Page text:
John Wall Year in ReviewPosted on May 16, 2013 by Jacob Raim
Jacob Raim - WashingtonWizards.com
GP: 49 PPG: 18.5 FG%: .441 3P%: .267 RPG: 4.0 APG: 7.6 FT%: .804 STL: 1.3 BLK: 0.8
Video: Plays of the Year
Impact on the Team
It’s safe to say that no player had as big an impact on the 2012-13 Wizards than John Wall. During the first 33 games which Wall sat out due to injury, the Wizards were outscored 97.2 to 89.2. Over the final 49 games of the season, when Wall was healthy, the Wizards outscored their opponents 95.6 to 94.5.
Over Wall’s first two years in the league, he was criticized a lot -- his shooting, court vision, decision making and defense -- some of it unfairly, some of it with some reason. During his third year, Wall took the leap and addressed each of those issues in his game. Wall’s jump shot improved the most dramatically. In 2011-12, was at 29 percent from 16-23 feet and he was at 7 percent from three. This year, his mid-range jumper was at 36 percent and he was at 27 percent from three. Both obviously significant rises, and while still below average from three, right around league average for point guards from 16-23 feet. His jump shot passed the eye test as well, as it was clear his mechanics were vastly improved and there was no more variation in his motion. He was repeating those solid mechanics time after time. The largest improvement though was actually in his short jumper, as he was well over league average from 3-9 feet at 52 percent, and a dramatic rise from 2011-12 when he was at just 28 percent. He continued to be around a 60 percent finisher at the rim, very solid for a point guard.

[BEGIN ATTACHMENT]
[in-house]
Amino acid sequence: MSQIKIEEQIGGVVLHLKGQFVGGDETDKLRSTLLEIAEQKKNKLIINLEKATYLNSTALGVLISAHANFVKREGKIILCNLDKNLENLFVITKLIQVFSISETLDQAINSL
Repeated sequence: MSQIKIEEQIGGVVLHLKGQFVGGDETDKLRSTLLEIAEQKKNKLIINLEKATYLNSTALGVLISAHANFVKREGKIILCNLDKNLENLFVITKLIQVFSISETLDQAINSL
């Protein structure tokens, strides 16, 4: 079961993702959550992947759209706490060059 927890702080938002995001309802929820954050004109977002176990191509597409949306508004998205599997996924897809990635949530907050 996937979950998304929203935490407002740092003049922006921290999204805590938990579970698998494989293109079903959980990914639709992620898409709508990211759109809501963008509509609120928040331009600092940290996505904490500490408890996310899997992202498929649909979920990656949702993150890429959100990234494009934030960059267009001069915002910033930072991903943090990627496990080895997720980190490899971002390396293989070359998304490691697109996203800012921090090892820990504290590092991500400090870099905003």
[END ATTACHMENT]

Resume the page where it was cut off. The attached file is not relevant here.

Wall’s improved jumper allowed everything else to open up for him as well. While not necessarily quantifiable, it certainly seemed as though he was getting to the rim at ease, at least partially due to defenders not being able to slack on him. It also helped open up the court for his teammates. Beal, Webster and Ariza found a ton of open looks from three with Wall driving, collapsing the defense and dishing. Wall assisted on a career best 44 percent of his team’s buckets when he was on the floor. He was sixth in the NBA in assists per game at 7.6. Not only that, but Wall played more under control than we had ever seen from him before, turning the ball over at the lowest rate of his career.
Wall’s defense didn’t improve quite as dramatically but there were certainly times when he looked like an elite perimeter defender. Wall has the quickness to stay in front of anybody and can turn defense into offense as fast as anybody. Sometimes he has the potential to gamble a little too much or get beat by some of the elite point guards in the league like Curry, Williams and Westbrook but it is quibbling. He also provided some highlight reel chase down blocks, showcasing his incredible speed and athleticism.
There were times this year when Wall was simply unstoppable and showed his potential to be a superstar, top tier player in the NBA. When he won Eastern Conference player of the week, Wall became the first NBA player in the three-point era (1979-80) to average 24.0 points, 11.0 assists, 5.0 rebounds and 2.5 steals per game, while shooting at least .617 from the field, .800 from three-point range and .857 from the free-throw line in one week. Wall also had a career night of 47 points against one of the stingiest defenses in the NBA, the Grizzlies, who did not allow any other player all year to score more than 35.
The future is limitless for John Wall. During his first two years in the league, everybody said that if he could start knocking down a jumper consistently, he would be virtually impossible to guard. We are just about at that point. The team was at a playoff level with Wall on the court and next year expectations will be high if he can stay healthy. Wall proved this year that he can be a top PG in the league, and a leap next year would put him in the same class as the very best. Another leap, like 21 PPG and 8-9 APG, puts him in very rare company. Assuming there are no contract issues that arise, Wall will be the starting point guard for a long time in Washington, forming one of the elite backcourts in the NBA with Bradley Beal.
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